“I think it’s been great that Kent State has installed two vegetative roof systems in the last few years,” Coffman said. “That commitment to understanding the process and what they are, and figuring out how to incorporate those into the buildings and their finances — in many ways, they’re in the early learning stages of that, and I think that’s fantastic.”
Another major campus sustainability project was the installation of solar panels on the Field House in 2012.
KSU buildings with LEED certification
- Center for Architecture and Environmental Design: platinum-certified
- Center for Undergraduate Excellence: gold-certified
- College of Aeronautics and Engineering: gold-certified
- Harbourt Hall: gold-certified
- Heer Hall: gold-certified
- Center for Philanthropy and Alumni Engagement: silver-certified
- Center for the Visual Arts: silver-certified
- Integrated Sciences Building: silver-certified
- Koonce Hall: silver-certified
- Leebrick Hall: certified
- Wright Hall: certified
- Science and Nursing Building (Stark): gold-certified
- Regional Academic Center (Twinsburg): silver-certified
- Tolloty Technology Incubator (Tuscarawas): certified
In addition to updating and improving current buildings, Kent State promised all new construction and major renovations will attempt to qualify for LEED Silver Certification.
Currently, the Kent State campus system has 13 LEED certified buildings. LEED, leadership in energy and environmental design, is a rating system used by the U.S. Green Building Council (USGBC). There are four levels in the ratings: platinum, gold, silver and certified. Kent State’s Center for Architecture and Environmental Design is the university’s only platinum certification.
Upcoming construction projects included in the Facilities Master Plan — the 10-year, $1 billion project of renovations to various areas of campus — are the Design Innovation Hub and a new College of Business Administration building. Kent State plans to begin the renovation of the old Art Building for the Hub at the end of the spring semester with an expected completion year of Fall 2020.
Emma Hughes is a project manager in the LEED department at USGBC. She said before working to certify older buildings, universities should track their usage.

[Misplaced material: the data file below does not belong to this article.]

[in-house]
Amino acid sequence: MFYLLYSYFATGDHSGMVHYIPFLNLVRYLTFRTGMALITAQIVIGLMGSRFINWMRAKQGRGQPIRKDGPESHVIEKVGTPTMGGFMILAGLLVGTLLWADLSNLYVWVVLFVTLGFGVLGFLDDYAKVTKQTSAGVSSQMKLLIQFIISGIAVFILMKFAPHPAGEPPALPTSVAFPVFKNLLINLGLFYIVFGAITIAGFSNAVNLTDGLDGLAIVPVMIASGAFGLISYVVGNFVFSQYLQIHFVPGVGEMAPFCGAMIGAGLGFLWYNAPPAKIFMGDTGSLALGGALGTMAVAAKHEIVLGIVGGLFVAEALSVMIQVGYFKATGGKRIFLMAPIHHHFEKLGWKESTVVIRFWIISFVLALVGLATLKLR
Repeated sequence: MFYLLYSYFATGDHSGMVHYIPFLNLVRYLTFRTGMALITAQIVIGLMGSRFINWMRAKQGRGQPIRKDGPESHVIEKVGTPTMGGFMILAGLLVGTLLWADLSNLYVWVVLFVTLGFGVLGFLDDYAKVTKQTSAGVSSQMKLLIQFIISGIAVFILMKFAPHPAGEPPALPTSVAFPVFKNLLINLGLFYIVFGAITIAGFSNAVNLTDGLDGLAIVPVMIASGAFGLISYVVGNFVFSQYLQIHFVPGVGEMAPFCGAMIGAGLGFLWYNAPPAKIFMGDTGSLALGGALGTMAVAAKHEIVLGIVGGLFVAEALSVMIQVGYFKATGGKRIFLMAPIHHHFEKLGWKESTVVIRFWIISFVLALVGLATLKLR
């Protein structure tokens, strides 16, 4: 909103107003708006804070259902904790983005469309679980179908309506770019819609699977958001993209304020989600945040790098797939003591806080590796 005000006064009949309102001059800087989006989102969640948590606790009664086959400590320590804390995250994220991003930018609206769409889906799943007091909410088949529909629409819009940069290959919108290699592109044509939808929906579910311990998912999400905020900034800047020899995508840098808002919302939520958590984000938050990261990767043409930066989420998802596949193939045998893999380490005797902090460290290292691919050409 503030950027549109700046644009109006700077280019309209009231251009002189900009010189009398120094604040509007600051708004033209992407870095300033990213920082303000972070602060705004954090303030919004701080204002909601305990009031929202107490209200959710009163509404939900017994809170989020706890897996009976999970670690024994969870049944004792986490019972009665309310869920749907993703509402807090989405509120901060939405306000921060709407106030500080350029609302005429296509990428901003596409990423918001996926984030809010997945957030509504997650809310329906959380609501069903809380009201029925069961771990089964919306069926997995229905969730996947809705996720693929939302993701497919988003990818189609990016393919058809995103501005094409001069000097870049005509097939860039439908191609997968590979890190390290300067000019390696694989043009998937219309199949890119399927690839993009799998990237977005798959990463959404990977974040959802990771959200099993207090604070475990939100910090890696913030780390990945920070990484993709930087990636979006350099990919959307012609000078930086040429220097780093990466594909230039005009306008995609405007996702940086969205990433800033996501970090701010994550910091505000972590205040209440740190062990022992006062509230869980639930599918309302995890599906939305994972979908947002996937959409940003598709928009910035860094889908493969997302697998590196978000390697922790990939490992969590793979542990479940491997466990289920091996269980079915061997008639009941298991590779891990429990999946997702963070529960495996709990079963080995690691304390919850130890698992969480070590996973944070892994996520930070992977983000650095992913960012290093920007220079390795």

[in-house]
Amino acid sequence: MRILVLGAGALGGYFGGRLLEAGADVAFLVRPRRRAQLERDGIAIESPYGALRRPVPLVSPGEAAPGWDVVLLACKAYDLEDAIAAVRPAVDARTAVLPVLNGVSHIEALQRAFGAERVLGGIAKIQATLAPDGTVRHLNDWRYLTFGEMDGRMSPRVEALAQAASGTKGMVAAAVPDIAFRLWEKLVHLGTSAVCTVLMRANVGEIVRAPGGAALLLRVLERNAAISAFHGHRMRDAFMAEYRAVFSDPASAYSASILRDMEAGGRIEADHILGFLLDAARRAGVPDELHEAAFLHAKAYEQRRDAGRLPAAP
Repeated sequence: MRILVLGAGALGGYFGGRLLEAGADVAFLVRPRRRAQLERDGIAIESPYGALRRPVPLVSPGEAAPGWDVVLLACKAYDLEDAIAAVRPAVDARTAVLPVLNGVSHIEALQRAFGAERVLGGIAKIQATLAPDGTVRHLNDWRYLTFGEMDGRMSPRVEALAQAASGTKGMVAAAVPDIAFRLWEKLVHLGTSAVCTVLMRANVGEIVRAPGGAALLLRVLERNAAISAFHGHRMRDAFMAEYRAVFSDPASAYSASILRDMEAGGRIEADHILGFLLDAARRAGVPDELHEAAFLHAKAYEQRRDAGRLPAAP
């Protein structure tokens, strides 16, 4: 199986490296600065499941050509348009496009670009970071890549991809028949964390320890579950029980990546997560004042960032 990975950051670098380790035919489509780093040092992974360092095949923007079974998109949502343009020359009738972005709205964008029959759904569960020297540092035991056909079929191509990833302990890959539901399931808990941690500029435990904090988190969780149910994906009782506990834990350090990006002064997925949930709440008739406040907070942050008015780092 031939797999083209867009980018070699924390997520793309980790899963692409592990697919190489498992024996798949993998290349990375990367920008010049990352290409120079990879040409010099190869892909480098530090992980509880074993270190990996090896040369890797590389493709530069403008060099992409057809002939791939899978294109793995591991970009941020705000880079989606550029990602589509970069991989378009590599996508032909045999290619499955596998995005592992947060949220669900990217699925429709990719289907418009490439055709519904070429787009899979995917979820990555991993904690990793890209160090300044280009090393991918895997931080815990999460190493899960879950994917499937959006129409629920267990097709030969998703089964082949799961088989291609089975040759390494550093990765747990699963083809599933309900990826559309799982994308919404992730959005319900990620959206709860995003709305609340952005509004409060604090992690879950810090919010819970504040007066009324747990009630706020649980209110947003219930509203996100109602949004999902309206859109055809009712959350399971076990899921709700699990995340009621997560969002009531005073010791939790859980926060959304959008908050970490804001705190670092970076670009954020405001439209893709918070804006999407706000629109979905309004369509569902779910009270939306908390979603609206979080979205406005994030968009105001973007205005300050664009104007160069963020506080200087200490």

“One critical first step, in terms of energy performance and resource use, is conducting an energy audit,” Hughes said. “You can’t manage what you don’t measure. And I think the first foundational step, and one that is often overlooked, is developing a comprehensive understanding of how the building, how the project is using resources.”
She also emphasized the importance of setting a budget for reconstruction and renovation projects.
“It’s really important to get stakeholder buy-in at the beginning of an undertaking of any sort of retrofit or similar activity,” Hughes said. “Because ultimately, that will determine the budget of what the owner and stakeholders are willing to do to improve the performance and the greenness of their building.”
Misbrener said some upcoming sustainability projects, such as replacing window panes in Nixson Hall, have to be put on hold until the money is approved.
“That’s on a list to be replaced … but there are a lot of competing items for the money on campus,” he said. “So, it’s not always a building improvement that gets the approval.”
Other Campuses That Track
Other Ohio campuses report environmental data through Second Nature, a platform designed to help universities track sustainability.
Schools like the University of Cincinnati signed the American College and University Presidents’ Climate Commitment — an initiative encouraging schools to develop climate change action plans — and were required to report to Second Nature.
Kent State did not sign on to the commitment and does not report data to the platform, but Knowles said comparison data is available. KentWired requested the data but has not yet received it.
Misbrener said the next round of sustainability projects will focus on Kent State’s regional campuses.
Anna Huntsman is the podcast producer. Laina Yost is a senior reporter.